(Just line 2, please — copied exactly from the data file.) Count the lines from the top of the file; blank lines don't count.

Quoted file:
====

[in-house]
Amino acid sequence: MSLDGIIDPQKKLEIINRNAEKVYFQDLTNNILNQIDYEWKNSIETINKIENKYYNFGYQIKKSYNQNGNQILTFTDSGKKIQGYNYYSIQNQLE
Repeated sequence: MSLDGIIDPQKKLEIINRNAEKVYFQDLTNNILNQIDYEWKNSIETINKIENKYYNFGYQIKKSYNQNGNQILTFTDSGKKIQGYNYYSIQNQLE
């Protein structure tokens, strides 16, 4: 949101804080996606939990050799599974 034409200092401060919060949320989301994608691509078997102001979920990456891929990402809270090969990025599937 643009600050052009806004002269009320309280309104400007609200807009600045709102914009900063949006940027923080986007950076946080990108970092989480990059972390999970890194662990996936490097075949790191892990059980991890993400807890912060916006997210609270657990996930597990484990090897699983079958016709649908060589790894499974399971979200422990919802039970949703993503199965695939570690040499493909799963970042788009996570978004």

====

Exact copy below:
Amino acid sequence: MSLDGIIDPQKKLEIINRNAEKVYFQDLTNNILNQIDYEWKNSIETINKIENKYYNFGYQIKKSYNQNGNQILTFTDSGKKIQGYNYYSIQNQLE